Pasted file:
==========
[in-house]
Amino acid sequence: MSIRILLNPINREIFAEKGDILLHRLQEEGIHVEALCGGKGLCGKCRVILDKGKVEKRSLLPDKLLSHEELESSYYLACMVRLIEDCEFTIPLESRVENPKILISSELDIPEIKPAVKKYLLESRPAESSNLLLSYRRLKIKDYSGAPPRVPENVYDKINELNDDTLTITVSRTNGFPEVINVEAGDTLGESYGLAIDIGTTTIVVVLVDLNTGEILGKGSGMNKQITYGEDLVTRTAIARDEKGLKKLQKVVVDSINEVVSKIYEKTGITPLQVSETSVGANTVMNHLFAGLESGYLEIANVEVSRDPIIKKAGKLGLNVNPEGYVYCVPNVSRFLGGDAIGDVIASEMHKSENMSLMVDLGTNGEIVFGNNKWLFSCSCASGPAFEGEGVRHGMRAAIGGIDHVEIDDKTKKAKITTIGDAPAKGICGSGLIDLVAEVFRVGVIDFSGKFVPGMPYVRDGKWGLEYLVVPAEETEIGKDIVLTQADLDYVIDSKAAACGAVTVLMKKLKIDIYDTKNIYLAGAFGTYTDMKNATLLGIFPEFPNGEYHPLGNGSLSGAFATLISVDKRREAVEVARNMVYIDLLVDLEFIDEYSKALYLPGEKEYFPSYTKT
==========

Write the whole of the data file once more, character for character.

[in-house]
Amino acid sequence: MSIRILLNPINREIFAEKGDILLHRLQEEGIHVEALCGGKGLCGKCRVILDKGKVEKRSLLPDKLLSHEELESSYYLACMVRLIEDCEFTIPLESRVENPKILISSELDIPEIKPAVKKYLLESRPAESSNLLLSYRRLKIKDYSGAPPRVPENVYDKINELNDDTLTITVSRTNGFPEVINVEAGDTLGESYGLAIDIGTTTIVVVLVDLNTGEILGKGSGMNKQITYGEDLVTRTAIARDEKGLKKLQKVVVDSINEVVSKIYEKTGITPLQVSETSVGANTVMNHLFAGLESGYLEIANVEVSRDPIIKKAGKLGLNVNPEGYVYCVPNVSRFLGGDAIGDVIASEMHKSENMSLMVDLGTNGEIVFGNNKWLFSCSCASGPAFEGEGVRHGMRAAIGGIDHVEIDDKTKKAKITTIGDAPAKGICGSGLIDLVAEVFRVGVIDFSGKFVPGMPYVRDGKWGLEYLVVPAEETEIGKDIVLTQADLDYVIDSKAAACGAVTVLMKKLKIDIYDTKNIYLAGAFGTYTDMKNATLLGIFPEFPNGEYHPLGNGSLSGAFATLISVDKRREAVEVARNMVYIDLLVDLEFIDEYSKALYLPGEKEYFPSYTKT